How do inflation and rising rates affect the housing market?
Housing prices have been rising quickly across much of North America, and this trend looks set to continue in the near future. The Canadian Real Estate Association (CREA) projects average home prices will rise more than 14% in 2022. In the U.S., Zillow predicts annual home value growth reaching 17.3% by January 2023.
At the same time, inflation and interest rates have also been on the rise. While there are ties between housing prices, inflation, and interest rates, these factors can get convoluted and don’t always move in the same direction.
Inflation can cause price hikes, such as for building materials, which pushes up the cost of new construction and renovations, thereby influencing the real estate market. But the relationship often works the other way around, where rising home prices increase overall inflation rates. For example, in the U.S, shelter accounts for about one-third of the calculation of the Consumer Price Index (CPI), which is a common measure of inflation.
Meanwhile, interest rate hikes can have the opposite effect. Amidst high inflation, central banks tend to raise interest rates to try to prevent the economy from overheating. These higher interest rates can make mortgages more expensive, thereby reducing demand from some buyers, which can then cause housing prices to come down or at least increase at a slower rate.
Altogether, the longer-term picture doesn’t necessarily show a clean upward trajectory.
“Limited supply, higher prices and higher interest rates are expected to further tap the brakes on activity and price growth in 2023 compared to 2022, particularly in Canada’s most expensive markets,” notes the CREA in their quarterly forecast. Overall, in Canada, the CREA projects only a 3.2% increase in the national average home price in 2023.
Amidst all these changes, it can be useful to more closely examine inflation and interest rates whether you’re looking to buy a home, sell a home, or tap into your home equity (e.g., with a home equity loan or HELOC).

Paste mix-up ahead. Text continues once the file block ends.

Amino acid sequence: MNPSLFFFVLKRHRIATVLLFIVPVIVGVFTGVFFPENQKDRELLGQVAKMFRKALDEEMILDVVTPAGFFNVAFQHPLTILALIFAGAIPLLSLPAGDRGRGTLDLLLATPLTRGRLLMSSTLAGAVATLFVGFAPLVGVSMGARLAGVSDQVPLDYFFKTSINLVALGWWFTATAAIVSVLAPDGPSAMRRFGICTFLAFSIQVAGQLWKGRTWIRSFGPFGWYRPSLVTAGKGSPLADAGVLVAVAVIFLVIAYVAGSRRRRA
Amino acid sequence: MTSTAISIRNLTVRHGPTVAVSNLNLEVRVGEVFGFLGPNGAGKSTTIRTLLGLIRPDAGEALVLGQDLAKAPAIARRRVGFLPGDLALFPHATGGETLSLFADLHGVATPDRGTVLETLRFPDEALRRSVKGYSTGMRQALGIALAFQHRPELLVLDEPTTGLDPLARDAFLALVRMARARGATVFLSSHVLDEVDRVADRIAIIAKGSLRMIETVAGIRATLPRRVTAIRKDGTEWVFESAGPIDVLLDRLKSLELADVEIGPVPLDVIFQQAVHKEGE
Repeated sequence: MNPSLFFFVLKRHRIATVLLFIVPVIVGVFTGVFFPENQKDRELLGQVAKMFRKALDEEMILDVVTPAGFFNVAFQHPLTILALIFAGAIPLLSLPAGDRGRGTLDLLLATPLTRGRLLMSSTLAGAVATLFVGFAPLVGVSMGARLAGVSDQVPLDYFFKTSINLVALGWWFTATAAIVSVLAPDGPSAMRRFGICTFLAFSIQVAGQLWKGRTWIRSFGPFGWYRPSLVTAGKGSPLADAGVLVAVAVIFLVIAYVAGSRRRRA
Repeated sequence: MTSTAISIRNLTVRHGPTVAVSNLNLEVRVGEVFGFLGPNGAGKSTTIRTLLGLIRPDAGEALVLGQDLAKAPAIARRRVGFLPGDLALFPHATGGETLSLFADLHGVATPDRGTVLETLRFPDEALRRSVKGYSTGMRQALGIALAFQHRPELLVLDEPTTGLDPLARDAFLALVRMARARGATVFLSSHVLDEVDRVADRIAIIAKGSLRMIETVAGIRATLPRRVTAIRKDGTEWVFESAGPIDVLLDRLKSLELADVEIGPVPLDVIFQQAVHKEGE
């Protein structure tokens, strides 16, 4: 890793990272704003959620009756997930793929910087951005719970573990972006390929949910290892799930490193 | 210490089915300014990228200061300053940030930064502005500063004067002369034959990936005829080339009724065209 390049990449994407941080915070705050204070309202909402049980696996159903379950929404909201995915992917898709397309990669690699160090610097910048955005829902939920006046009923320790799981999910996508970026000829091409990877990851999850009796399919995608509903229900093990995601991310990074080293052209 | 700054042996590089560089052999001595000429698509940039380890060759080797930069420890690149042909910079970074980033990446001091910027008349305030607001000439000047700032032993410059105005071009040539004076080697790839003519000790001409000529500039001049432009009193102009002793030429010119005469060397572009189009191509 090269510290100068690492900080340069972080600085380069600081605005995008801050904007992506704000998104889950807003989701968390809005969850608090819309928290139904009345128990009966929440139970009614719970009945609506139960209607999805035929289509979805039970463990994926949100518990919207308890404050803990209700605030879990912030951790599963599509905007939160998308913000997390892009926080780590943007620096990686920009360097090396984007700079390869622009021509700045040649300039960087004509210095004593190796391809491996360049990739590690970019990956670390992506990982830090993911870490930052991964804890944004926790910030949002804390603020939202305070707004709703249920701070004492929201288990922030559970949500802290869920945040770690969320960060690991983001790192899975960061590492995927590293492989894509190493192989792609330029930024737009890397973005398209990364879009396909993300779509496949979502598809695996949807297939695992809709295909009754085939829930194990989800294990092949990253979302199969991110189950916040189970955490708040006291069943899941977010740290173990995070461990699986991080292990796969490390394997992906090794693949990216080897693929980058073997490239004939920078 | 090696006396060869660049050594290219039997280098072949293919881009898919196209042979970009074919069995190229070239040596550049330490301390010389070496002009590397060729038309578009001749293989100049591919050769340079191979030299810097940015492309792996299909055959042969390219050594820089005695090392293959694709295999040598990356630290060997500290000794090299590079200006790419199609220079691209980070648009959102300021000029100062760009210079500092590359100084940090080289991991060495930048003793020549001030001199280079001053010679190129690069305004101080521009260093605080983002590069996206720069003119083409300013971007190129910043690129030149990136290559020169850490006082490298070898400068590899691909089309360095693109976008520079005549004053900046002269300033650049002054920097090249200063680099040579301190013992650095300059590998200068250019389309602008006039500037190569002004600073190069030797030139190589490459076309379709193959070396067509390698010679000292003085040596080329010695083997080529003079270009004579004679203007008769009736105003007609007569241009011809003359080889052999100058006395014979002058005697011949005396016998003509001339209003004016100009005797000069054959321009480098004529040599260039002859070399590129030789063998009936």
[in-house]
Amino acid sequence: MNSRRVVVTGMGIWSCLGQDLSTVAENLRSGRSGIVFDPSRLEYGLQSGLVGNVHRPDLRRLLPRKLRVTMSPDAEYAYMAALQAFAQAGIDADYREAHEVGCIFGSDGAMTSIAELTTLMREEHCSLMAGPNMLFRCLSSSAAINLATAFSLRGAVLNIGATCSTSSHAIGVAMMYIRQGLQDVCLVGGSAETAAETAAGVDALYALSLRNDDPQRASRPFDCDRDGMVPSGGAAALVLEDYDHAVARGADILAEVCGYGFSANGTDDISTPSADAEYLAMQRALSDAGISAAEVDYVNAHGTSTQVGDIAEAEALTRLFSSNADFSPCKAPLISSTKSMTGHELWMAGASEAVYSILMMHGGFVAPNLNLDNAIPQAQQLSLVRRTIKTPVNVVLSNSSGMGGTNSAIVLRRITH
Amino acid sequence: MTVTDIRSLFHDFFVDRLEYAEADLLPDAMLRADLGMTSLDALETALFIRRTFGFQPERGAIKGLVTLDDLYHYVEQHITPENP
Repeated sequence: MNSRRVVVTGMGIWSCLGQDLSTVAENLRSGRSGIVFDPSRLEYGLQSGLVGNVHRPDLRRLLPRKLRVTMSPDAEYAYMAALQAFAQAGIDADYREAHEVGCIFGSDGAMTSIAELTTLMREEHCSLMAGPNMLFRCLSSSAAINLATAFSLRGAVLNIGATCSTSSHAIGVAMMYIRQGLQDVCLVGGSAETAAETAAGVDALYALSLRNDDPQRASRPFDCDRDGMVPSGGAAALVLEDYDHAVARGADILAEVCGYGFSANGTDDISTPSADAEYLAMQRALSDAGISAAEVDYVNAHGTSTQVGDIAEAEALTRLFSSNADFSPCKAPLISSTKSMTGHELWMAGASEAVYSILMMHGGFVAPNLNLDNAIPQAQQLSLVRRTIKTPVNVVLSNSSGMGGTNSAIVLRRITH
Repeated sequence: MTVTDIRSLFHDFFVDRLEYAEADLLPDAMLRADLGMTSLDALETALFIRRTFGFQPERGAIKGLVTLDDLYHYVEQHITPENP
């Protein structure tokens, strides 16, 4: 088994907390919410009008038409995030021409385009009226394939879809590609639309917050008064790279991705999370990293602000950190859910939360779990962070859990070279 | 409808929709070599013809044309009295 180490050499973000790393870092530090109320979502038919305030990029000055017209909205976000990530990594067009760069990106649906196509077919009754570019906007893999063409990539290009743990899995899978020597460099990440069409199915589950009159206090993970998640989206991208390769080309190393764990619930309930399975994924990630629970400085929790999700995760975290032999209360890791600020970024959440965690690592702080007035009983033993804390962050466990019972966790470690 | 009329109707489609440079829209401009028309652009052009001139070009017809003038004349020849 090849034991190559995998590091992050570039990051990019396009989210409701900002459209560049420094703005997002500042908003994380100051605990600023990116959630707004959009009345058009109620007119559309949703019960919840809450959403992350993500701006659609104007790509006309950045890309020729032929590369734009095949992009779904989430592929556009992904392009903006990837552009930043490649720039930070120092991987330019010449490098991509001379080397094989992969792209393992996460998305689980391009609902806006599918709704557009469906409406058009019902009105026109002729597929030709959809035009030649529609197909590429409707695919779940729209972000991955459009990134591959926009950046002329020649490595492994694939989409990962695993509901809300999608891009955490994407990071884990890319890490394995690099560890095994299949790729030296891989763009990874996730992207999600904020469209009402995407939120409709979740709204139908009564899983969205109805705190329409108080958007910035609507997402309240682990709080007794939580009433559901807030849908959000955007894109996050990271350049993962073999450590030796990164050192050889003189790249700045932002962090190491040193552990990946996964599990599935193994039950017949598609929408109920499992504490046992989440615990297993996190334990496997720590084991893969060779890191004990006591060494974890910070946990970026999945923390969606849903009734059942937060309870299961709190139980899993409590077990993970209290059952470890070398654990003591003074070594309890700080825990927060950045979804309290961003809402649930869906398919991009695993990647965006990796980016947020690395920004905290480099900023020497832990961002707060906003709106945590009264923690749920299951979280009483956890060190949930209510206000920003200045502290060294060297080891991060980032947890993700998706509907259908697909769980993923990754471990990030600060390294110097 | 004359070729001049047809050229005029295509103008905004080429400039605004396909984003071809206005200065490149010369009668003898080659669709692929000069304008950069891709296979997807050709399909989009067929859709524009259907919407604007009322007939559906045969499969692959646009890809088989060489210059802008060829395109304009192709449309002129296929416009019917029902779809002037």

Even if it’s hard to predict exactly how these economic factors affect areas like home prices and supply/demand, learning about the relationship between inflation, interest rates, and the housing market might influence some of your decisions, like choosing between variable vs. fixed-rate mortgages. You still might have some uncertainty about the best way to take on housing debt and may want to consult with a relevant professional, but you can at least make more informed choices.
What does inflation have to do with the housing market?
Inflation can have a direct effect on the housing market, and the housing market can also influence overall inflation rates. That’s because inflation can take many shapes and affect multiple areas.
Inflation and housing prices
One of the clearest links between inflation and the housing market is the effect on housing prices. Generally, higher housing prices cause inflationary measures like the CPI to rise. As a White House blog post notes, “even small increases in rent and home prices can, in principle, have noticeable effects on overall inflation.”
Recently, higher housing prices have been driven by factors like strong buyer demand outpacing supply, as the pandemic has caused many people to reconsider where they live and work. Research from Zillow and the U.S. Census Bureau shows that right when many Millennials were entering their prime homebuying ages, they also experienced opportunities to buy houses in the suburbs and work remotely, rather than rent near city centers.
As housing prices rise, that can affect more than just inflation stats. It can also affect wallets by pushing up other types of costs.
“When house prices rise, this increases homeowners’ wealth. As homeowners feel wealthier, they pay less attention to the particular prices they pay for retail goods. Retailers then respond by increasing their markups,” notes an article by Stroebel and Vavra, published by the World Economic Forum.
But in some ways, the relationship between housing prices and inflation can work the other way around. For example, supply chain challenges can prompt inflation by pushing up the cost of construction materials. That can then inflate other prices, like for new homes, considering the higher building costs need to be accounted for. Even for existing homes, higher prices for, say, a seller replacing kitchen appliances might then get passed on to buyers.
Meanwhile, inflation in areas like building materials can stall the construction of new homes, which can then make it harder for the housing supply to keep up with demand.